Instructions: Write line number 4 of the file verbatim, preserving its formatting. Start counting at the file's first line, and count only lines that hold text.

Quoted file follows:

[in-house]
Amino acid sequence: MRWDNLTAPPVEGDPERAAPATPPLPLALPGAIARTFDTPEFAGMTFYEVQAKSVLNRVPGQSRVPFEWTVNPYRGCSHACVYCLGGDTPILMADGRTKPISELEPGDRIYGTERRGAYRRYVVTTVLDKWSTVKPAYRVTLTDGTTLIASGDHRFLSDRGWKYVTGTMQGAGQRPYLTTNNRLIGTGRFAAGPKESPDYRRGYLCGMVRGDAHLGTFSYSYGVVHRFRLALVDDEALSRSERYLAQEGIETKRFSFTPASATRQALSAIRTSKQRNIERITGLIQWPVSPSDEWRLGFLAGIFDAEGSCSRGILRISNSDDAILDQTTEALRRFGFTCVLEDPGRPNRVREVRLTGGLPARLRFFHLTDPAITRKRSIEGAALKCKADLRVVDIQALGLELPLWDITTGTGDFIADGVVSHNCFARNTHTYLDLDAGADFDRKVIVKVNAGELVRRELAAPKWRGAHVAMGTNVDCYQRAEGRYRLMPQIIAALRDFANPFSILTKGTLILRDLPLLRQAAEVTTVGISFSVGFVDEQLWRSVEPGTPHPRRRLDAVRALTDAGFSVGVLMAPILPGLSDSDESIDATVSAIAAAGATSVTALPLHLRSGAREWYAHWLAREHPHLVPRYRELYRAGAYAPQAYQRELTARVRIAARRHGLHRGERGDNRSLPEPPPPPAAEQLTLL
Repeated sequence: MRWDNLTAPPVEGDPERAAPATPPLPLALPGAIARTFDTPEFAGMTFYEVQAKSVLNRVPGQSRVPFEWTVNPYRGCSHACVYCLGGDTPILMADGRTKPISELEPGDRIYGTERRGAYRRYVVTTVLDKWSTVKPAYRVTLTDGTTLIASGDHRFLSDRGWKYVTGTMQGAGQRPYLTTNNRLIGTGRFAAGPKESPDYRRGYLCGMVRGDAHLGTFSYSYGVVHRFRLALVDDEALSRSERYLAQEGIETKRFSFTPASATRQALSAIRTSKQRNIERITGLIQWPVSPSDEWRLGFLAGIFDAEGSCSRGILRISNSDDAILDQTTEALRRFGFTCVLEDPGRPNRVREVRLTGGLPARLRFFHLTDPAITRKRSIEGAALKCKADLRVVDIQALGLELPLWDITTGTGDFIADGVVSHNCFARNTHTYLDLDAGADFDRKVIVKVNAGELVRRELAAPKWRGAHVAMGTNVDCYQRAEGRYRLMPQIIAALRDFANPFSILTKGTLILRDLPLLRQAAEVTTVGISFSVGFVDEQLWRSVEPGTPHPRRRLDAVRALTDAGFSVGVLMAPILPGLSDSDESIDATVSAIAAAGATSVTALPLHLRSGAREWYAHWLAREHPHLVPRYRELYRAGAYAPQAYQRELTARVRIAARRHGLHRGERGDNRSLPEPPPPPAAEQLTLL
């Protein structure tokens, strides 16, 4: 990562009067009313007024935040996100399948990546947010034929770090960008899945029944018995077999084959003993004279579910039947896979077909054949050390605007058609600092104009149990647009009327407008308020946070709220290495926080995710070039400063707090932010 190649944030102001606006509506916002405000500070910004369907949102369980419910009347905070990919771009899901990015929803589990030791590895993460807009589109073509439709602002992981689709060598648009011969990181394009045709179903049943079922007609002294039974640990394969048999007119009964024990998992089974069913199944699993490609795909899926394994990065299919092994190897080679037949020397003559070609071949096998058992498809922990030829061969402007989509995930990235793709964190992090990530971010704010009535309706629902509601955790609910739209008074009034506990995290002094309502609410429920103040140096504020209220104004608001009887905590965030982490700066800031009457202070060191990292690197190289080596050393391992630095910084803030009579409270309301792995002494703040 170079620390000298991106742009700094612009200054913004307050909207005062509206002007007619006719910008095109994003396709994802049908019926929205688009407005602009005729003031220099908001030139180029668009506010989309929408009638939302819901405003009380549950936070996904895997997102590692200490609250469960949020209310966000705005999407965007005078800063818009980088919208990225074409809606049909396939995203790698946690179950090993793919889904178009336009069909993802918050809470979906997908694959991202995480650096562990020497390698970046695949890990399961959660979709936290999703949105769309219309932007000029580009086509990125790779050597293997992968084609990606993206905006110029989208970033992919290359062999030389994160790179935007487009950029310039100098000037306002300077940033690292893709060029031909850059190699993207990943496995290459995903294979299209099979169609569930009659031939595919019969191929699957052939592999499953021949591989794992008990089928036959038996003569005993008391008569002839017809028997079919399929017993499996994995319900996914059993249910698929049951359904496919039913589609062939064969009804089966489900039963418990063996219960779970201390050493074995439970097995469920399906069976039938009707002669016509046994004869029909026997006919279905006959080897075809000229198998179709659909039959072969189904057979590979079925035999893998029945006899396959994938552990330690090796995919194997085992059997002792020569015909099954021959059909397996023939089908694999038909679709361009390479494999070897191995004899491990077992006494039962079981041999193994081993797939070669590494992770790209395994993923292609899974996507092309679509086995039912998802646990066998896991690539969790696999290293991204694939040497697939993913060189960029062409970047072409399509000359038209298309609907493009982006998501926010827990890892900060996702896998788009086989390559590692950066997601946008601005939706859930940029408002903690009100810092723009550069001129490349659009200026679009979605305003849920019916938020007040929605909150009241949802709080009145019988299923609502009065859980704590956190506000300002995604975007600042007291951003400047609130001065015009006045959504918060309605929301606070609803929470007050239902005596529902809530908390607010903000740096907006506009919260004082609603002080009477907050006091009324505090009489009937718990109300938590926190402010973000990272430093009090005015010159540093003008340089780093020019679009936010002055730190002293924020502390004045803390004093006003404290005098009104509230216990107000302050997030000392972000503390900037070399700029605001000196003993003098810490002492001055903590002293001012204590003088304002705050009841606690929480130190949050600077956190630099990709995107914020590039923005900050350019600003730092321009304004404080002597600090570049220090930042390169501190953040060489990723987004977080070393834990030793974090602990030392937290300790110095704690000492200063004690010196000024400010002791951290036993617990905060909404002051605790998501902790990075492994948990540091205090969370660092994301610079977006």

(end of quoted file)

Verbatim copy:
């Protein structure tokens, strides 16, 4: 990562009067009313007024935040996100399948990546947010034929770090960008899945029944018995077999084959003993004279579910039947896979077909054949050390605007058609600092104009149990647009009327407008308020946070709220290495926080995710070039400063707090932010 190649944030102001606006509506916002405000500070910004369907949102369980419910009347905070990919771009899901990015929803589990030791590895993460807009589109073509439709602002992981689709060598648009011969990181394009045709179903049943079922007609002294039974640990394969048999007119009964024990998992089974069913199944699993490609795909899926394994990065299919092994190897080679037949020397003559070609071949096998058992498809922990030829061969402007989509995930990235793709964190992090990530971010704010009535309706629902509601955790609910739209008074009034506990995290002094309502609410429920103040140096504020209220104004608001009887905590965030982490700066800031009457202070060191990292690197190289080596050393391992630095910084803030009579409270309301792995002494703040 170079620390000298991106742009700094612009200054913004307050909207005062509206002007007619006719910008095109994003396709994802049908019926929205688009407005602009005729003031220099908001030139180029668009506010989309929408009638939302819901405003009380549950936070996904895997997102590692200490609250469960949020209310966000705005999407965007005078800063818009980088919208990225074409809606049909396939995203790698946690179950090993793919889904178009336009069909993802918050809470979906997908694959991202995480650096562990020497390698970046695949890990399961959660979709936290999703949105769309219309932007000029580009086509990125790779050597293997992968084609990606993206905006110029989208970033992919290359062999030389994160790179935007487009950029310039100098000037306002300077940033690292893709060029031909850059190699993207990943496995290459995903294979299209099979169609569930009659031939595919019969191929699957052939592999499953021949591989794992008990089928036959038996003569005993008391008569002839017809028997079919399929017993499996994995319900996914059993249910698929049951359904496919039913589609062939064969009804089966489900039963418990063996219960779970201390050493074995439970097995469920399906069976039938009707002669016509046994004869029909026997006919279905006959080897075809000229198998179709659909039959072969189904057979590979079925035999893998029945006899396959994938552990330690090796995919194997085992059997002792020569015909099954021959059909397996023939089908694999038909679709361009390479494999070897191995004899491990077992006494039962079981041999193994081993797939070669590494992770790209395994993923292609899974996507092309679509086995039912998802646990066998896991690539969790696999290293991204694939040497697939993913060189960029062409970047072409399509000359038209298309609907493009982006998501926010827990890892900060996702896998788009086989390559590692950066997601946008601005939706859930940029408002903690009100810092723009550069001129490349659009200026679009979605305003849920019916938020007040929605909150009241949802709080009145019988299923609502009065859980704590956190506000300002995604975007600042007291951003400047609130001065015009006045959504918060309605929301606070609803929470007050239902005596529902809530908390607010903000740096907006506009919260004082609603002080009477907050006091009324505090009489009937718990109300938590926190402010973000990272430093009090005015010159540093003008340089780093020019679009936010002055730190002293924020502390004045803390004093006003404290005098009104509230216990107000302050997030000392972000503390900037070399700029605001000196003993003098810490002492001055903590002293001012204590003088304002705050009841606690929480130190949050600077956190630099990709995107914020590039923005900050350019600003730092321009304004404080002597600090570049220090930042390169501190953040060489990723987004977080070393834990030793974090602990030392937290300790110095704690000492200063004690010196000024400010002791951290036993617990905060909404002051605790998501902790990075492994948990540091205090969370660092994301610079977006």